‘Housing associations should pay Living Wage or risk losing public subsidy’
All housing associations and their subsidiary companies should commit to achieving Living Wage accreditation or risk losing their future receipt of public subsidy, according to Angus Housing Association director, Bruce Forbes.
Angus Housing Association committed to the Living Wage, including for its cleaning and caretaking staff, immediately after its employer umbrella organisation, Employers in Voluntary Housing (EVH), and the Unite union reached an agreement to promote the living wage to their member employers in 2011.
Based on the actual cost of living, the real Living Wage is currently £8.75 per hour and is significantly higher than the UK government’s ‘national living wage’ rate of £7.50 which applies to over-25s only.
In a guest blog for Living Wage Scotland, Mr Forbes said housing associations also risk losing the support of tenants and the wider public if they do not meet the payment threshold.
“When I accepted an award from the STUC at their conference in the Caird Hall in Dundee to mark EVH’s commitment to the Living Wage, it was one of the proudest moments of my working life,” he said.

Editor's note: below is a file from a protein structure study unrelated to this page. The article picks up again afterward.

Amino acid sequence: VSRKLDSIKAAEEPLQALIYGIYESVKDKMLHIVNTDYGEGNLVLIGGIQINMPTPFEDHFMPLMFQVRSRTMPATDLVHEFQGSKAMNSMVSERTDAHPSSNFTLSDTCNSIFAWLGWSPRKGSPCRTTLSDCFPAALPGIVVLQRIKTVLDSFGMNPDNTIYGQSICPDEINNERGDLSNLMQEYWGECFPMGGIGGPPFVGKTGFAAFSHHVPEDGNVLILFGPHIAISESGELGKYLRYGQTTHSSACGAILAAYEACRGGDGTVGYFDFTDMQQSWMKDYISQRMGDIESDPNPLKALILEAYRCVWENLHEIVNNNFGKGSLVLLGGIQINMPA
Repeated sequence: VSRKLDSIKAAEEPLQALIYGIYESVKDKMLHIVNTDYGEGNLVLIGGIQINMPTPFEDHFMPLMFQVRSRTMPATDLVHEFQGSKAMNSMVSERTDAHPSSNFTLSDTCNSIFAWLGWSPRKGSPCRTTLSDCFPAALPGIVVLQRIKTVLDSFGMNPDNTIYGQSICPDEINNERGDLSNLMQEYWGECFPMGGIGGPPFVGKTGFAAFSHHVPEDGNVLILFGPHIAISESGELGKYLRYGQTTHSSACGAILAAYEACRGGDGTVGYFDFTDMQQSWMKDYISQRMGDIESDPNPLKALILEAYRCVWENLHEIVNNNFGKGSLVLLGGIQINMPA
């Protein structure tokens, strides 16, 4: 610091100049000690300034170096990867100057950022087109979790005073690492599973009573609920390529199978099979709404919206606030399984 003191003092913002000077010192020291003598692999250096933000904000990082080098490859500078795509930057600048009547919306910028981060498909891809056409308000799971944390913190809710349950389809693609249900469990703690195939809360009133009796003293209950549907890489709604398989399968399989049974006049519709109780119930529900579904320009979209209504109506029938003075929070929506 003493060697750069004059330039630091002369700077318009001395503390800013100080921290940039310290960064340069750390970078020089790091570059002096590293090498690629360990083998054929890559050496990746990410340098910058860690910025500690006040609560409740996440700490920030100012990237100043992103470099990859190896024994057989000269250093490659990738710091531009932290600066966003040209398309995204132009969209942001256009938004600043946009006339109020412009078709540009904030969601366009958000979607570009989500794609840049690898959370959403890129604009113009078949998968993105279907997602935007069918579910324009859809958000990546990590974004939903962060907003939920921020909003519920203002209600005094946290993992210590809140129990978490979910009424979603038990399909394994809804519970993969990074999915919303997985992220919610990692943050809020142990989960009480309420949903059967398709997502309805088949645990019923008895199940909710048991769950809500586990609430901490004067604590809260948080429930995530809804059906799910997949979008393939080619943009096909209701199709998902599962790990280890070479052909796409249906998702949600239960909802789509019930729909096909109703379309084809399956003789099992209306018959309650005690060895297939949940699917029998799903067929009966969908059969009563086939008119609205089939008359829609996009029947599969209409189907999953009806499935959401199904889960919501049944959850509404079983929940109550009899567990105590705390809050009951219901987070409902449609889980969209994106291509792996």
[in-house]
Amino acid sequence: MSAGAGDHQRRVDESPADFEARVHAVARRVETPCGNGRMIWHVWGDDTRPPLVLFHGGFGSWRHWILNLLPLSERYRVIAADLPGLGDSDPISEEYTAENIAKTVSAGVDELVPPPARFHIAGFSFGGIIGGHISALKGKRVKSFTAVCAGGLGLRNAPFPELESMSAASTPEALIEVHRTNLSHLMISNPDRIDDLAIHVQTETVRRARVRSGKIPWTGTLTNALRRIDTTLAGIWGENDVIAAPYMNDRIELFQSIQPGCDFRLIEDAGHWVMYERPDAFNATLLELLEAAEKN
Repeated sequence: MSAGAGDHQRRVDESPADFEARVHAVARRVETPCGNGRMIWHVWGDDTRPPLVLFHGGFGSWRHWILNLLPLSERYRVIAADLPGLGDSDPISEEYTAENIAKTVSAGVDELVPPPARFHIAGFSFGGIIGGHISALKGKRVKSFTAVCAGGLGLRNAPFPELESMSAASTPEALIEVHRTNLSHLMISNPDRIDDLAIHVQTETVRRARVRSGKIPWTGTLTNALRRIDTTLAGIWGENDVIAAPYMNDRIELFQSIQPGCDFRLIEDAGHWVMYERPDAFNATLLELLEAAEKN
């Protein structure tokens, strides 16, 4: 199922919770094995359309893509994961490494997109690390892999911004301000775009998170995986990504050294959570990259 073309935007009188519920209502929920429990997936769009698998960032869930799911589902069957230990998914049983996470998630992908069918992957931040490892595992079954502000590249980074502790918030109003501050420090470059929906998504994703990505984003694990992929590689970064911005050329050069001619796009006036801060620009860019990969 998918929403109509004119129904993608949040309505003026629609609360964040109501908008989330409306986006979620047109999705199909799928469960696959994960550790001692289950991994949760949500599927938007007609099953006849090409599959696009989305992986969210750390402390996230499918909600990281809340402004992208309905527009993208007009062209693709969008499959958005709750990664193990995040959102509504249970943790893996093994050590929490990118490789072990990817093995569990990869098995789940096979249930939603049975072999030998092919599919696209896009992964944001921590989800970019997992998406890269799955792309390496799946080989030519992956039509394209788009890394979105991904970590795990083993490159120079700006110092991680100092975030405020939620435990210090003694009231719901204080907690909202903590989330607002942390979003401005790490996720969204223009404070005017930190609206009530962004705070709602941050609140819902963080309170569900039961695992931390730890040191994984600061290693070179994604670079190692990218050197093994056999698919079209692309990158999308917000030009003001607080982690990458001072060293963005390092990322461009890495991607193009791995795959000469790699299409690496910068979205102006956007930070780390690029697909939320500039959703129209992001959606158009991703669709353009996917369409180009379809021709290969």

“Far too often, I hear stories about employment practices in our sector that are being driven by a ‘bean counter’ mentality. This both surprises and annoys me.”
“More recently, we have been formally accredited as a Living Wage Employer. Being a responsible employer is very important to us and nothing is more important than ensuring our lowest paid employees are properly paid.
“As an organisation, we receive public subsidy to help us build homes for rent. Any organisation receiving public subsidy should first be able to demonstrate that it has Living Wage Accreditation. Too often nowadays, I hear social businesses, like housing associations, discussing costs in the context of the ‘bottom line’. Far too often, I hear stories about employment practices in our sector that are being driven by a ‘bean counter’ mentality. This both surprises and annoys me.
“If there is any sector which should have a clear vision of the impact of a low-wage economy and an austerity-led welfare regime on the working poor, it is social landlords. We see the effect, at first hand, on our tenants on minimum or lower wages. Families who struggle to deal with the basics of life like paying their rent and feeding their children, simply to boost the profits of their employers. These same employers, of course, then rely on the state to provide healthcare and other services to their workforce.
“If we are to describe ourselves as responsible social landlords, we must surely recognise that paying our own employees properly is, inherently, one of these responsibilities.”